spent 6 weeks last summer (2013) working as a ceramics assistant at La
Meridiana International Ceramic School near Certaldo in Tuscany. It
is truly a wonderful place. The scenery, the people, the food! Ah, I could definitely see myself living there. The olive oil! One of my daily snacks was a slice or two of beautiful Italian bread with a large drizzle of olive oil and a squeeze of salt. Indescribably good. But food is not the focus of this post!
Whilst I was there I
took quite a few pictures with various film cameras. The pictures
remained exposed but not dealt with until recently. I
used the cupboard under the stairs at my parents house as a dark room to
get the film onto spools. The cupboard is very small, full of; coats, umbrellas, shoes, files,
bottles of various home brews, shoe cleaning materials, wrapping paper,
the ironing board. You name it, its probably in there. It was hot, stuffy
and generally not a very comfortable experience.
I developed them on the kitchen table with newspaper laid out to protect the table cloth from the chemicals. I wore a pair of marrigolds-bright yellow rubber gloves, to protect my hands. A few months ago I managed to burn my hands quite badly in the dark room by not being careful with the chemicals... sloshing them about without any gloves on. So now I am more careful.
Once developed, I hung them up on a make shift line over the kitchen sink (well, my dad actually hung the line). They looked pretty decent holding them up to the light, but you can't really tell if they are any good until they
This takes place the day after developing and is by far the dullest part of the process.
Waiting for the scanner, saving them as different files etc etc. Computers! But now
they are all scanned and some of them came out alright. Many did not,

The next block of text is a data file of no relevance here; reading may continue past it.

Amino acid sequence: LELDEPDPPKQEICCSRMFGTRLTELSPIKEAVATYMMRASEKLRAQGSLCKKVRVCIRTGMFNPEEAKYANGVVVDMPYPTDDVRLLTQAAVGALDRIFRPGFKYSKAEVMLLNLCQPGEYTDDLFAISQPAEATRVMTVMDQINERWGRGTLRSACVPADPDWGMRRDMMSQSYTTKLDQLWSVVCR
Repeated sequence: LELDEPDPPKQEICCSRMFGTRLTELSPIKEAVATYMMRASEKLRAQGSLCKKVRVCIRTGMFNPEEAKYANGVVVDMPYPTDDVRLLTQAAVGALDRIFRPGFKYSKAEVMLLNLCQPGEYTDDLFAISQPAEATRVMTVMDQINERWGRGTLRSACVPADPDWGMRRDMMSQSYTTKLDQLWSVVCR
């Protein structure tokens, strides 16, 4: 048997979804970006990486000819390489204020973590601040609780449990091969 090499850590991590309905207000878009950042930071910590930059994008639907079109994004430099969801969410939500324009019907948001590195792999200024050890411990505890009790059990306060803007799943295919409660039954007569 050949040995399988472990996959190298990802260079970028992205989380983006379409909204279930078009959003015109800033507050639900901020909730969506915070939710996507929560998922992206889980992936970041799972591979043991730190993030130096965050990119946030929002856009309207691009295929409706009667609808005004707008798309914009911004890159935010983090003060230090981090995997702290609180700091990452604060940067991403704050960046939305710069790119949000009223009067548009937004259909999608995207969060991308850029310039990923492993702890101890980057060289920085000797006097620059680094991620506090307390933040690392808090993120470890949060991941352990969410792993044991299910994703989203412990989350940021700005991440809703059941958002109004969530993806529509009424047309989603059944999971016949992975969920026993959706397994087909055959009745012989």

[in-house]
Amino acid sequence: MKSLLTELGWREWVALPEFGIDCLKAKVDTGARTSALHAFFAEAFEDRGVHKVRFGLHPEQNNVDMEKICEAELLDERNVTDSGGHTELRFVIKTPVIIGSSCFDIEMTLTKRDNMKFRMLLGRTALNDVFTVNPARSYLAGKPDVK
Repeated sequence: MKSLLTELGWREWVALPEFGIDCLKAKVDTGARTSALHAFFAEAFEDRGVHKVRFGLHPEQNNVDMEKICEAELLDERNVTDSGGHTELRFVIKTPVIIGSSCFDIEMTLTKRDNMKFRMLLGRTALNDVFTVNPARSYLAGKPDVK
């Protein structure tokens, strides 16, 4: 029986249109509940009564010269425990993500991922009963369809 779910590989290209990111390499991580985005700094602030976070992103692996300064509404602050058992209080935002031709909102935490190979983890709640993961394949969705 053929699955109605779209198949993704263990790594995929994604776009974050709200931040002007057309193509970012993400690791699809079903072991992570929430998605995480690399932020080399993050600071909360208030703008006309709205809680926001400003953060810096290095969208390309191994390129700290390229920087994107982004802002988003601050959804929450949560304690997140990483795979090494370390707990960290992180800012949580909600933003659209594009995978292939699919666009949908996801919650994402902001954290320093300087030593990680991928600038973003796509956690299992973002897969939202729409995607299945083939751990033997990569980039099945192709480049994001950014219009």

but that was to be expected. The best pictures were those taken on a KII camera that I bought it at a little street market in Florence. The KII is a Klein, which is an Italian camera based on the Leica. It is pictures below:
The reason I have such comprehensive pictures of it is that I managed to leave it at Pisa airport. It was round my neck before I went through the body scan, so took it off and placed it in a tray all on its own. Never to be seen again. Although I am thinking about trying to get FedEx to pick it up for me.
|The barn where I had my kick wheel... in the left attached bit.|
|A view through the vines.|
|Two of my jugs. Shapely but you wouldn't want to pick them up or pour with them.|
|This is Rina, the other ceramics assistant, posing in an alleyway.|
|My kick wheel, complete with mounds of trimmings.|
|Lauren by the sign to the school.|
|Lauren grasping a bottle of water n a scorching walk in the Tuscan countryside.|
|Pietro Madelena (who set up the school in 1982) laying the foundation of a soda kiln.|
|Two of my fired pots with Clay and Glazes for the Potter by Daniel Rhodes|
|Nook Squiggle I|
|Nook Squiggle II|
|The view from the balcony.|
|Different roofing tiles|
|Pietro's outside flower sculpture. These were brilliant colours and moved in the wind.|
|Two friendly monks I met.|
|Luccia the master chef.|
|Charlie the dog. Charlie is a really lovely dog who is quite unabashedly addicted to biscuits. |
|Close up grapes.|
|The smaller pot closest the camera was made by Mark Hewitt. It was my example jug shape (without spout or handle obviously), that I tried unsuccessfully to emulate.|
|The fields disappearing on the way to Certaldo train station.|
|Certakdo train station.|
|My bags. Far too full of pots and pasta.|